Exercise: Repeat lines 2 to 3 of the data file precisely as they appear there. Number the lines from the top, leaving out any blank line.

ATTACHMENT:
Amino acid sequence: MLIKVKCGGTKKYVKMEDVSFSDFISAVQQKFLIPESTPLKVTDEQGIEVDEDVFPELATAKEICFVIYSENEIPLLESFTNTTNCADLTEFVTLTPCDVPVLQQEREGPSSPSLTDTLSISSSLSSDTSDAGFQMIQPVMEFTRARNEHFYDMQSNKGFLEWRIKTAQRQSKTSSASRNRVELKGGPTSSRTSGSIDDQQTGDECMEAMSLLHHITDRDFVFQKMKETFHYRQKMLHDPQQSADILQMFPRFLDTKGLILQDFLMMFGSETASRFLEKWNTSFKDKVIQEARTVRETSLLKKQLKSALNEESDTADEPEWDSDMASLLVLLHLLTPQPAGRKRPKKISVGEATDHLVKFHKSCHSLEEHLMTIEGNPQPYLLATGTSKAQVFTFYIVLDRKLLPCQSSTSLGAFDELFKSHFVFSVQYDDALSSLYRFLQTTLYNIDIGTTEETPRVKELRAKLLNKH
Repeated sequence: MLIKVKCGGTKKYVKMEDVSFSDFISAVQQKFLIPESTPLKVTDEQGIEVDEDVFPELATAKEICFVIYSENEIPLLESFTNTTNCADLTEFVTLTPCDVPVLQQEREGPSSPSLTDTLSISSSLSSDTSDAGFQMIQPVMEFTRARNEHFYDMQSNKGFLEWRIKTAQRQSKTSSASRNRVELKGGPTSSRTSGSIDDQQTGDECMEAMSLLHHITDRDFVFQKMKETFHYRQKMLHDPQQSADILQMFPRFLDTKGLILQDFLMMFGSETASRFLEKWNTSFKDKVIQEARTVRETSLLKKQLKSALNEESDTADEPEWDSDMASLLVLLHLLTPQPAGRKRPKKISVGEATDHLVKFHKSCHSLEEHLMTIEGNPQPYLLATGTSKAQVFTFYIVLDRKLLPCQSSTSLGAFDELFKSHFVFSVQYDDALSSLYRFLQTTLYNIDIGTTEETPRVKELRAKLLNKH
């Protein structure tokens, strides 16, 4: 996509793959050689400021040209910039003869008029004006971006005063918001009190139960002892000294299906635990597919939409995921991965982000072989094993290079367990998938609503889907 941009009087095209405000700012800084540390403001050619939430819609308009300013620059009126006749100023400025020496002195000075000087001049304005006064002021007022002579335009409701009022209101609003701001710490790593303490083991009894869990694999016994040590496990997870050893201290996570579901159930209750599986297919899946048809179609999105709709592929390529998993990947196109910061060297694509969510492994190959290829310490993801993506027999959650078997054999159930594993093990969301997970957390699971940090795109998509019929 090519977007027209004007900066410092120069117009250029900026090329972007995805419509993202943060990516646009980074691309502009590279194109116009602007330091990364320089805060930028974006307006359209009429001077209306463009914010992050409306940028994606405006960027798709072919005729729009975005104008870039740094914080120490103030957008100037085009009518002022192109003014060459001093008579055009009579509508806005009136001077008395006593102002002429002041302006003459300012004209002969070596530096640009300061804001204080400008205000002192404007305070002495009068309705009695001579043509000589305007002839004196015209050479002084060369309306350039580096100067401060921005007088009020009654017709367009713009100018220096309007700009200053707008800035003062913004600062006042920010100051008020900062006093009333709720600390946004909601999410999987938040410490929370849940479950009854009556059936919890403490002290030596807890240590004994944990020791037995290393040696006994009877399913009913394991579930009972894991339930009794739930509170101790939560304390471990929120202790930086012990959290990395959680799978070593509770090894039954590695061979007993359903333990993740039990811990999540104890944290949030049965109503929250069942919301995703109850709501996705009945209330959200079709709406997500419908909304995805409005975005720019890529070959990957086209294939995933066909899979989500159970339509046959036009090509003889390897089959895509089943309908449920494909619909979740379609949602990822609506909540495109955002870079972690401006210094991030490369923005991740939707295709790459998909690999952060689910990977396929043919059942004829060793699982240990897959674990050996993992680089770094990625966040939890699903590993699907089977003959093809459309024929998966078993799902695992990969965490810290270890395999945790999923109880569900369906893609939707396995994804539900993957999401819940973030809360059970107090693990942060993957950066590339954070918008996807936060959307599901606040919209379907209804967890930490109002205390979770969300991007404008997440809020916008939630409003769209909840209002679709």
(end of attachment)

Repeated sequence: MLIKVKCGGTKKYVKMEDVSFSDFISAVQQKFLIPESTPLKVTDEQGIEVDEDVFPELATAKEICFVIYSENEIPLLESFTNTTNCADLTEFVTLTPCDVPVLQQEREGPSSPSLTDTLSISSSLSSDTSDAGFQMIQPVMEFTRARNEHFYDMQSNKGFLEWRIKTAQRQSKTSSASRNRVELKGGPTSSRTSGSIDDQQTGDECMEAMSLLHHITDRDFVFQKMKETFHYRQKMLHDPQQSADILQMFPRFLDTKGLILQDFLMMFGSETASRFLEKWNTSFKDKVIQEARTVRETSLLKKQLKSALNEESDTADEPEWDSDMASLLVLLHLLTPQPAGRKRPKKISVGEATDHLVKFHKSCHSLEEHLMTIEGNPQPYLLATGTSKAQVFTFYIVLDRKLLPCQSSTSLGAFDELFKSHFVFSVQYDDALSSLYRFLQTTLYNIDIGTTEETPRVKELRAKLLNKH
């Protein structure tokens, strides 16, 4: 996509793959050689400021040209910039003869008029004006971006005063918001009190139960002892000294299906635990597919939409995921991965982000072989094993290079367990998938609503889907 941009009087095209405000700012800084540390403001050619939430819609308009300013620059009126006749100023400025020496002195000075000087001049304005006064002021007022002579335009409701009022209101609003701001710490790593303490083991009894869990694999016994040590496990997870050893201290996570579901159930209750599986297919899946048809179609999105709709592929390529998993990947196109910061060297694509969510492994190959290829310490993801993506027999959650078997054999159930594993093990969301997970957390699971940090795109998509019929 090519977007027209004007900066410092120069117009250029900026090329972007995805419509993202943060990516646009980074691309502009590279194109116009602007330091990364320089805060930028974006307006359209009429001077209306463009914010992050409306940028994606405006960027798709072919005729729009975005104008870039740094914080120490103030957008100037085009009518002022192109003014060459001093008579055009009579509508806005009136001077008395006593102002002429002041302006003459300012004209002969070596530096640009300061804001204080400008205000002192404007305070002495009068309705009695001579043509000589305007002839004196015209050479002084060369309306350039580096100067401060921005007088009020009654017709367009713009100018220096309007700009200053707008800035003062913004600062006042920010100051008020900062006093009333709720600390946004909601999410999987938040410490929370849940479950009854009556059936919890403490002290030596807890240590004994944990020791037995290393040696006994009877399913009913394991579930009972894991339930009794739930509170101790939560304390471990929120202790930086012990959290990395959680799978070593509770090894039954590695061979007993359903333990993740039990811990999540104890944290949030049965109503929250069942919301995703109850709501996705009945209330959200079709709406997500419908909304995805409005975005720019890529070959990957086209294939995933066909899979989500159970339509046959036009090509003889390897089959895509089943309908449920494909619909979740379609949602990822609506909540495109955002870079972690401006210094991030490369923005991740939707295709790459998909690999952060689910990977396929043919059942004829060793699982240990897959674990050996993992680089770094990625966040939890699903590993699907089977003959093809459309024929998966078993799902695992990969965490810290270890395999945790999923109880569900369906893609939707396995994804539900993957999401819940973030809360059970107090693990942060993957950066590339954070918008996807936060959307599901606040919209379907209804967890930490109002205390979770969300991007404008997440809020916008939630409003769209909840209002679709």